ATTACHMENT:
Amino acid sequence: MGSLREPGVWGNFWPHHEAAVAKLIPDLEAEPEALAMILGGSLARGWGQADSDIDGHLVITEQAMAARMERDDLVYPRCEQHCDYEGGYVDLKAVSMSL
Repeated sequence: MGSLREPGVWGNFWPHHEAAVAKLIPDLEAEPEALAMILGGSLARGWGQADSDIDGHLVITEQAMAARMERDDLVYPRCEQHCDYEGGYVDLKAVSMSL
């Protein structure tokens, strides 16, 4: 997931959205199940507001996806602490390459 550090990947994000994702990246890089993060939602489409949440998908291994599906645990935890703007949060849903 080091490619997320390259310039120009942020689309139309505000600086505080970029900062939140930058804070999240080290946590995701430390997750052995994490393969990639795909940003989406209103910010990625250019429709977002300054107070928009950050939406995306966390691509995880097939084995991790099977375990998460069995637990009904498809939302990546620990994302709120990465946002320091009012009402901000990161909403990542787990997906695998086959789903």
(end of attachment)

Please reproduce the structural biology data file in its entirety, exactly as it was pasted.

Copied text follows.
Amino acid sequence: MGSLREPGVWGNFWPHHEAAVAKLIPDLEAEPEALAMILGGSLARGWGQADSDIDGHLVITEQAMAARMERDDLVYPRCEQHCDYEGGYVDLKAVSMSL
Repeated sequence: MGSLREPGVWGNFWPHHEAAVAKLIPDLEAEPEALAMILGGSLARGWGQADSDIDGHLVITEQAMAARMERDDLVYPRCEQHCDYEGGYVDLKAVSMSL
């Protein structure tokens, strides 16, 4: 997931959205199940507001996806602490390459 550090990947994000994702990246890089993060939602489409949440998908291994599906645990935890703007949060849903 080091490619997320390259310039120009942020689309139309505000600086505080970029900062939140930058804070999240080290946590995701430390997750052995994490393969990639795909940003989406209103910010990625250019429709977002300054107070928009950050939406995306966390691509995880097939084995991790099977375990998460069995637990009904498809939302990546620990994302709120990465946002320091009012009402901000990161909403990542787990997906695998086959789903």